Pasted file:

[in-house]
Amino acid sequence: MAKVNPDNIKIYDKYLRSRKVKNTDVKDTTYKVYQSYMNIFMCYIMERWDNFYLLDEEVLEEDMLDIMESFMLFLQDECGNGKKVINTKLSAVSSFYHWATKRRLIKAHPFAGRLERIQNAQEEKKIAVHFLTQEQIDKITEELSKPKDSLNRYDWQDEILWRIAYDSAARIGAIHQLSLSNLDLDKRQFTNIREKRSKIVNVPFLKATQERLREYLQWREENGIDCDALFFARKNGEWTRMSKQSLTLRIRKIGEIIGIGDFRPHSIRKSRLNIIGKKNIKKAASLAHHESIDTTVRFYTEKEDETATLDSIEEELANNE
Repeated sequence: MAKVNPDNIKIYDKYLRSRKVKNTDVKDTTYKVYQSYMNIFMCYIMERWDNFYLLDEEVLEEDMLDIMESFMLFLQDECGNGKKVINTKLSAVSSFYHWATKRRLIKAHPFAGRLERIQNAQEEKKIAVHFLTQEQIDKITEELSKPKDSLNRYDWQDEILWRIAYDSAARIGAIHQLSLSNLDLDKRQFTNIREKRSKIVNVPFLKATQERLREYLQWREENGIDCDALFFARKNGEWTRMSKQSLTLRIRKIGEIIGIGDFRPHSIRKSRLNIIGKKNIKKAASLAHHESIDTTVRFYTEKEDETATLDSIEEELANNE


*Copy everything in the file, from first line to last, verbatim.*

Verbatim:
[in-house]
Amino acid sequence: MAKVNPDNIKIYDKYLRSRKVKNTDVKDTTYKVYQSYMNIFMCYIMERWDNFYLLDEEVLEEDMLDIMESFMLFLQDECGNGKKVINTKLSAVSSFYHWATKRRLIKAHPFAGRLERIQNAQEEKKIAVHFLTQEQIDKITEELSKPKDSLNRYDWQDEILWRIAYDSAARIGAIHQLSLSNLDLDKRQFTNIREKRSKIVNVPFLKATQERLREYLQWREENGIDCDALFFARKNGEWTRMSKQSLTLRIRKIGEIIGIGDFRPHSIRKSRLNIIGKKNIKKAASLAHHESIDTTVRFYTEKEDETATLDSIEEELANNE
Repeated sequence: MAKVNPDNIKIYDKYLRSRKVKNTDVKDTTYKVYQSYMNIFMCYIMERWDNFYLLDEEVLEEDMLDIMESFMLFLQDECGNGKKVINTKLSAVSSFYHWATKRRLIKAHPFAGRLERIQNAQEEKKIAVHFLTQEQIDKITEELSKPKDSLNRYDWQDEILWRIAYDSAARIGAIHQLSLSNLDLDKRQFTNIREKRSKIVNVPFLKATQERLREYLQWREENGIDCDALFFARKNGEWTRMSKQSLTLRIRKIGEIIGIGDFRPHSIRKSRLNIIGKKNIKKAASLAHHESIDTTVRFYTEKEDETATLDSIEEELANNE